A few beers with Dave Hodge
  |  First Published: February 2008

Name, age, family and where do you live?

David Hodge, 38. Married to Tracey with 3 gorgeous kids Jordan 13, Kyra-Lee 4 & Tannhym 6 months. Currently living in Brisbane QLD.

You’re called the Barefoot Fisherman, who came up with the name and when?

Apart from fishing, the other thing I used to do on a weekly basis was hunting, archery and rifle. Stalking animals was so much effective when you could feel every stick and rock under your feet so it sort of became habit, and then shoes wouldn’t fit because my feet had spread, so unless I was at work I never wore shoes. A show organiser called Jason Humphries advertised me once as the Barefoot Fisherman as a bit of a joke ‘cause I used to do all of my shows with naked tootsies and that just caught on so quick it wasn’t funny. So I registered the business name and it’s just gone on from there. Anglers relate to it too and most of them get their shoes off whenever they can.

You’re a casting guru, probably the best trick caster in Australia. How did you get into it and what’s the secret?

About 12 or 13 years ago, I was asked to work on the Supertank and was fortunate enough to work with a legend of the industry, John Bethune or Mr Bass as he is known. He was a tournament caster and competed and won comps overseas and in Australia. We hit it off and started bouncing ideas off each other to try to make the demo’s more fun and interactive for the crowds, in particular, kids. It worked really well and word spread. So the shows got bigger and the crowds as well. Now when I do seminars and stuff my baitcaster is in my hand the whole time playing with the audience while I talk. The one important thing that John showed me was to roll my wrist inwards a little to create a more fluent hinge point and transition from rod tip to water. I would have to say the biggest tip to give a caster would be to choose a rod that flex’s and loads under the weight of the lure, lure casting is no place for broomstick rods. Using a rod that loads minimises arm movement and eliminates room for error when the lure is wound right up to the rod tip. Backing the cast controls off almost all the way and educating your thumb is probably the biggest secret to making a longer cast effortless.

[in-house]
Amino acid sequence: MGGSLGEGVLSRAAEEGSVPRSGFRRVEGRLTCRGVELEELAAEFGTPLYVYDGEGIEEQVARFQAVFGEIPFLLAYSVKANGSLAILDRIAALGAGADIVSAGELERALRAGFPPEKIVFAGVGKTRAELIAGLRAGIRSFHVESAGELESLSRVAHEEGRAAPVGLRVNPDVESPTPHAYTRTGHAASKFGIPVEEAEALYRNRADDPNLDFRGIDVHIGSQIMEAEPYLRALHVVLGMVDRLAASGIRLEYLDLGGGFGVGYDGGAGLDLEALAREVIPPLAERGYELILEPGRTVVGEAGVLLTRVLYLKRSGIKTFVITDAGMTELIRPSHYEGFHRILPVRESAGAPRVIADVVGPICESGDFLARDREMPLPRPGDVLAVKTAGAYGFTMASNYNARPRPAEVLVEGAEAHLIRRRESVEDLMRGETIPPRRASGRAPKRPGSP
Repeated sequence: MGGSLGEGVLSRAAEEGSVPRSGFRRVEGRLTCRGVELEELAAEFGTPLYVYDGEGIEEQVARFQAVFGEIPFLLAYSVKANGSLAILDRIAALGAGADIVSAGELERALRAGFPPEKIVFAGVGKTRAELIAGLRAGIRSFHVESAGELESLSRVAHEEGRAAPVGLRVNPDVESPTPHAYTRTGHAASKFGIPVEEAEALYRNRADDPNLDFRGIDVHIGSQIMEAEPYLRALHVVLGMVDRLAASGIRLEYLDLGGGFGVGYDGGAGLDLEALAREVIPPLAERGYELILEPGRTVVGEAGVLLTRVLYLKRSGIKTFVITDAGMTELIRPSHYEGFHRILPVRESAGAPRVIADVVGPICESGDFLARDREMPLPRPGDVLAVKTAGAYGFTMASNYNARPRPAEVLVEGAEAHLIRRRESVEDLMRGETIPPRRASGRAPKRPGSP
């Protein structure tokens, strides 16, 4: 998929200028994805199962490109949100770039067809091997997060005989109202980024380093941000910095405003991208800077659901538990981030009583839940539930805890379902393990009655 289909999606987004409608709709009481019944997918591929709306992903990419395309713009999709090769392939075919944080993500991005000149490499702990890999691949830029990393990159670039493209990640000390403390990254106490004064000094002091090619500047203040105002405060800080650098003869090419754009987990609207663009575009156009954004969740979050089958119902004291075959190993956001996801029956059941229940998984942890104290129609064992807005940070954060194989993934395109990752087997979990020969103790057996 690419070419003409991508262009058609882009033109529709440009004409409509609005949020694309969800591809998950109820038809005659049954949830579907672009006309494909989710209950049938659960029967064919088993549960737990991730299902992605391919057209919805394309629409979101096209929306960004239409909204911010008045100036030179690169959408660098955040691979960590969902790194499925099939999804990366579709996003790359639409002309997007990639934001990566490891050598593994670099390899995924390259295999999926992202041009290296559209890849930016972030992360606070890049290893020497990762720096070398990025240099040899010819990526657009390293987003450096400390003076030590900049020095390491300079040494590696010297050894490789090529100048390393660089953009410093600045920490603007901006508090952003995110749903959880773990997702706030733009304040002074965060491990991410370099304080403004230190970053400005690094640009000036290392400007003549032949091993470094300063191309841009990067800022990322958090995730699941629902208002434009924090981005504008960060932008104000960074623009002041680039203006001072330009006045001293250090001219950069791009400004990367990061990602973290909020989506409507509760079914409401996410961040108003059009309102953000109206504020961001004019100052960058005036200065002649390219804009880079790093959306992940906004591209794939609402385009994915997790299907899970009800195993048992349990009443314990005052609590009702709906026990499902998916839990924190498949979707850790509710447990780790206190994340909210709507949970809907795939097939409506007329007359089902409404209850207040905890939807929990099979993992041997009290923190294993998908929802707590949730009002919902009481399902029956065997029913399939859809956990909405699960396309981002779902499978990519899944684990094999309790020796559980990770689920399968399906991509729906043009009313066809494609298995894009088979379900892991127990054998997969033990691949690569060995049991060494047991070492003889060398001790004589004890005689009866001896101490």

You seem to love your job, how do you keep up the enthusiasm?

Yeah mate, the passion is real as well as the enthusiasm. I love anything to do with fishing and nature and being raised in the bush meant that nature was a short push bike ride to a river or creek near home. I don’t think there is any sort of yabbie, shrimp, fish, lizard, snake or animal that I haven’t caught or harassed as a kid. Even now, I can’t help myself if I’m in a new area I have to look under rocks and stuff and find out what lives there. Nature just keeps throwing up new things to check out and that’s what I love. Probably my main driving force is the knowledge and techniques that I pick up from people along the way.

No one knows everything about fishing and every new destination I visit and whenever I hit the water, I learn or see something new so it never gets boring or uninteresting for me. I never tire of finding, stalking, or catching fish. It’s not everyone’s cup of tea but I’m not on my own either, there are hundreds of thousands of men and woman with the same passions. We don’t always catch heaps of fish. I don’t get cranky or frustrated anymore though, I just use the times when fish are hard to experiment. As I always say, if you didn’t have a quiet day you’d never have a blinder.

Who has had the most influence on your fishing and your career with fishing?

It all started with my Dad who actually took the time to take me bush shooting and fishing when I was a just a fingerling. Dad’s home town was Dubbo and he was a traditional old school cod fisherman and taught me heaps about the river food chain and inland Australia. Dad was never into lures back then but did plant the seed of fishing infatuation in me, something that I will take the time, no matter what, to do with my young bloke.